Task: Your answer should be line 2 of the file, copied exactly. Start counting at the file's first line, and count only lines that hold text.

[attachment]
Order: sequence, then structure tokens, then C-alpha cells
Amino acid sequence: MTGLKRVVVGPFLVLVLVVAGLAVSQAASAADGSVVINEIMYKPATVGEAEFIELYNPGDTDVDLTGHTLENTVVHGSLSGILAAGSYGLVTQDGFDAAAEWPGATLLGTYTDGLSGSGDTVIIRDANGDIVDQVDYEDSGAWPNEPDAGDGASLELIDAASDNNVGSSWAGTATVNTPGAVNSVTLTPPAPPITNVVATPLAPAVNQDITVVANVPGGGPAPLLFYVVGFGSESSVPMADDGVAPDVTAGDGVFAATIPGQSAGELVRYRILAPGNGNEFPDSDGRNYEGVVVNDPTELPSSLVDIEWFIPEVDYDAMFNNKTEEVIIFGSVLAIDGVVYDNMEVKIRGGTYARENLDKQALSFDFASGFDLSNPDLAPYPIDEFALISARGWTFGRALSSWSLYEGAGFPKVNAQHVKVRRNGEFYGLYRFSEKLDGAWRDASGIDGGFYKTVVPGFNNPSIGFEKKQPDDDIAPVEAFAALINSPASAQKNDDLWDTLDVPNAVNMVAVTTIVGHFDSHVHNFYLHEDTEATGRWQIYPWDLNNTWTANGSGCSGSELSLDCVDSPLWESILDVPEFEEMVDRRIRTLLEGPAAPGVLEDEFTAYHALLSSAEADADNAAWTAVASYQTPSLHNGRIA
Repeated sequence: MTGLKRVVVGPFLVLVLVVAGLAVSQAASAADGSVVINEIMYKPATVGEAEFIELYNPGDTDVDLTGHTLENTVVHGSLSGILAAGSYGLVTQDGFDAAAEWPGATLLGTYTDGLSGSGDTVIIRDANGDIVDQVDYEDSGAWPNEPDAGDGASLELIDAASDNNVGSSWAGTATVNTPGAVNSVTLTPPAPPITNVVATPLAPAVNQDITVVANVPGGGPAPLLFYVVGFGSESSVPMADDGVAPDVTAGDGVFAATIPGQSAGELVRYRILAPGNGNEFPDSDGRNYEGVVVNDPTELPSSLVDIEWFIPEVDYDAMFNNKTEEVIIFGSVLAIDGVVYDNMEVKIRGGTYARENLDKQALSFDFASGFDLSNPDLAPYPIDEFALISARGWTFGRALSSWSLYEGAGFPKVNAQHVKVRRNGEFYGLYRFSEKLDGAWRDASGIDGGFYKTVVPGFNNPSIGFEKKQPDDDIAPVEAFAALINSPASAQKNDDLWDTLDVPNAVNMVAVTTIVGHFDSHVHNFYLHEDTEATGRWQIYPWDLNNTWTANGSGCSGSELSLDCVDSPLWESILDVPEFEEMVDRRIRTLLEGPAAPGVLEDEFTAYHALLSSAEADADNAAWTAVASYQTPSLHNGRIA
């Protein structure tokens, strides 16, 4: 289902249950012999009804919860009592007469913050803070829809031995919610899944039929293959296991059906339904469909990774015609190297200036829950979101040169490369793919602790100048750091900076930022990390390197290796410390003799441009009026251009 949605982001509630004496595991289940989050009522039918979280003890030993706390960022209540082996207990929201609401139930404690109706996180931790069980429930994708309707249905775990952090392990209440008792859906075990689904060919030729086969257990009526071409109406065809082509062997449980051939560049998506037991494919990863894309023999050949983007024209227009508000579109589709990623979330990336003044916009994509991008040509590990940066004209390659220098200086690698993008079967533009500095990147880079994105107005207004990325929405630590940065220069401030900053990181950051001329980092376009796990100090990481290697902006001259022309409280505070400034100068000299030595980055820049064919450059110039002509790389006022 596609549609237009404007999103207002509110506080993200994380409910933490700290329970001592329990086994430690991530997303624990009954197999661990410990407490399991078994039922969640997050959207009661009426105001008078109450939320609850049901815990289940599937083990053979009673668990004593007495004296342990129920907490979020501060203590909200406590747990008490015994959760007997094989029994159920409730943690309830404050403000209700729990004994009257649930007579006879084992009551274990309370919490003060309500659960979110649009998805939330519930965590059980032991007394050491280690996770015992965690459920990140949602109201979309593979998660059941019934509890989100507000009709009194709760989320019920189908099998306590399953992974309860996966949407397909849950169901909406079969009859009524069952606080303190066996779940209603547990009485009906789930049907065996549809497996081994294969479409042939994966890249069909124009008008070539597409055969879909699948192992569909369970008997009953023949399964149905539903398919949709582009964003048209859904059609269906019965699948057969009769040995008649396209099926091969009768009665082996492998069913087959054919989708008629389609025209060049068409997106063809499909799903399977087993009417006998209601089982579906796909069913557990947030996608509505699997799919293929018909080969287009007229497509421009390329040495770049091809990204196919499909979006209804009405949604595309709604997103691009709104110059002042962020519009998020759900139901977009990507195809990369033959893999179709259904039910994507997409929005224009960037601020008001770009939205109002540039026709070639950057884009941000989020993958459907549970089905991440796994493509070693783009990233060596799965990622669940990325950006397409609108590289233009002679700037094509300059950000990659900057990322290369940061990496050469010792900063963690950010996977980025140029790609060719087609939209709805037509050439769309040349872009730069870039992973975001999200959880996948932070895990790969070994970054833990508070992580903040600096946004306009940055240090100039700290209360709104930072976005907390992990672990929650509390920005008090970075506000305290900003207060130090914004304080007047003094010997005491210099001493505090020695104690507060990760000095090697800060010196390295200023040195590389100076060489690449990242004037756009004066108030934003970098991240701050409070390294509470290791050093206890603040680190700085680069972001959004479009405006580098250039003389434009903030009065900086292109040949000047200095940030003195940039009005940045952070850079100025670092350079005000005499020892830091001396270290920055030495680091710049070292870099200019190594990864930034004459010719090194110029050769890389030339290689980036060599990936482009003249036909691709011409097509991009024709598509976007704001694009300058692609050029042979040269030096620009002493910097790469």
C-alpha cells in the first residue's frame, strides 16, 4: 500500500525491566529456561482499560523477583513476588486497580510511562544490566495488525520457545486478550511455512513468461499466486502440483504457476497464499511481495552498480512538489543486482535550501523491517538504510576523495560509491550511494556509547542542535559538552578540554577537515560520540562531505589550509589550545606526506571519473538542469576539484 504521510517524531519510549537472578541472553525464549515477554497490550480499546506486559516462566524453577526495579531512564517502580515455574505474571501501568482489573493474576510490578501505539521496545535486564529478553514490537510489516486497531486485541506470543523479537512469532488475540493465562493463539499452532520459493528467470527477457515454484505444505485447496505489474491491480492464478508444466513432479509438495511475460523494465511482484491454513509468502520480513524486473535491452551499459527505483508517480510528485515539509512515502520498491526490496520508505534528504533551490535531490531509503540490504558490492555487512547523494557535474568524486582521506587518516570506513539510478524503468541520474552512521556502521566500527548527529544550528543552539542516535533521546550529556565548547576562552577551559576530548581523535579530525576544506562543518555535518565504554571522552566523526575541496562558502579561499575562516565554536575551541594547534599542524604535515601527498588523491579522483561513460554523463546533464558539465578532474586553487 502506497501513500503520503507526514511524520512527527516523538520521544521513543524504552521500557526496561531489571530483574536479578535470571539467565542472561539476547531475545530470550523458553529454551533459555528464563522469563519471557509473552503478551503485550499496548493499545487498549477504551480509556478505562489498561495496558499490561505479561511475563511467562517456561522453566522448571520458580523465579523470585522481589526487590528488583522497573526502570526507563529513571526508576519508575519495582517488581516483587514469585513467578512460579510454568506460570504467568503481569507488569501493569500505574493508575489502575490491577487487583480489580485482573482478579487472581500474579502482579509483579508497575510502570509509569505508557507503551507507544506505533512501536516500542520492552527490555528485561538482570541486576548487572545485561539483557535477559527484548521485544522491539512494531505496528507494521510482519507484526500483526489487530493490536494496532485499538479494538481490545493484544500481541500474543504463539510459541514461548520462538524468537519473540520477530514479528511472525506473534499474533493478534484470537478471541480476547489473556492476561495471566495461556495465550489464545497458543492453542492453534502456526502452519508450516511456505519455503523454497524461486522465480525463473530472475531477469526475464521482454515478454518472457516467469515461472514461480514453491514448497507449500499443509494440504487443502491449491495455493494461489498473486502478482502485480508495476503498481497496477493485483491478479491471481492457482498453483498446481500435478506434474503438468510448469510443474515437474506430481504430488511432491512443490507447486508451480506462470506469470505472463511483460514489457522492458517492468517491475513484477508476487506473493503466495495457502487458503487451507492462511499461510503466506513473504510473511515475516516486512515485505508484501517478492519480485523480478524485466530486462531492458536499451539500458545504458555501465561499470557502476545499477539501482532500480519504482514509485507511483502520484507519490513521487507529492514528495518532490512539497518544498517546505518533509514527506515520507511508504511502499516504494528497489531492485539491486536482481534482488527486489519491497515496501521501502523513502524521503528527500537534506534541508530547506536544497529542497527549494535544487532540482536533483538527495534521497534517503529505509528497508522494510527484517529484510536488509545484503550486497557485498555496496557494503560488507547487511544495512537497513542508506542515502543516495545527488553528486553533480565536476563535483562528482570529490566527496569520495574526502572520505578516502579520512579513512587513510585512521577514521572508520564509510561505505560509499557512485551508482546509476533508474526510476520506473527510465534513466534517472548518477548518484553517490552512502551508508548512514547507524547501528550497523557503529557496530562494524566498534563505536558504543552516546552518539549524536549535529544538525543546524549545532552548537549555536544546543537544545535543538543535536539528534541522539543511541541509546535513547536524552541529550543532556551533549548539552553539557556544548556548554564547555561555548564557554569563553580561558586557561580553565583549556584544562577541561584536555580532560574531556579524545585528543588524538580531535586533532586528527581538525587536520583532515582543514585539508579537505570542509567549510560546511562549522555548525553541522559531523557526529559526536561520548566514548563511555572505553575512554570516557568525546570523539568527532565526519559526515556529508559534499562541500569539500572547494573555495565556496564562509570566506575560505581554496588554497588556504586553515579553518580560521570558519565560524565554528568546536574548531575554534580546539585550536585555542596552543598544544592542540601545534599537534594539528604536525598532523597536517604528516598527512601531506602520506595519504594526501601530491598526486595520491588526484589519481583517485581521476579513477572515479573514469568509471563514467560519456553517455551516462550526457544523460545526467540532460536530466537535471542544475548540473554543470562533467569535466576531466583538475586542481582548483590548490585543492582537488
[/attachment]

Amino acid sequence: MTGLKRVVVGPFLVLVLVVAGLAVSQAASAADGSVVINEIMYKPATVGEAEFIELYNPGDTDVDLTGHTLENTVVHGSLSGILAAGSYGLVTQDGFDAAAEWPGATLLGTYTDGLSGSGDTVIIRDANGDIVDQVDYEDSGAWPNEPDAGDGASLELIDAASDNNVGSSWAGTATVNTPGAVNSVTLTPPAPPITNVVATPLAPAVNQDITVVANVPGGGPAPLLFYVVGFGSESSVPMADDGVAPDVTAGDGVFAATIPGQSAGELVRYRILAPGNGNEFPDSDGRNYEGVVVNDPTELPSSLVDIEWFIPEVDYDAMFNNKTEEVIIFGSVLAIDGVVYDNMEVKIRGGTYARENLDKQALSFDFASGFDLSNPDLAPYPIDEFALISARGWTFGRALSSWSLYEGAGFPKVNAQHVKVRRNGEFYGLYRFSEKLDGAWRDASGIDGGFYKTVVPGFNNPSIGFEKKQPDDDIAPVEAFAALINSPASAQKNDDLWDTLDVPNAVNMVAVTTIVGHFDSHVHNFYLHEDTEATGRWQIYPWDLNNTWTANGSGCSGSELSLDCVDSPLWESILDVPEFEEMVDRRIRTLLEGPAAPGVLEDEFTAYHALLSSAEADADNAAWTAVASYQTPSLHNGRIA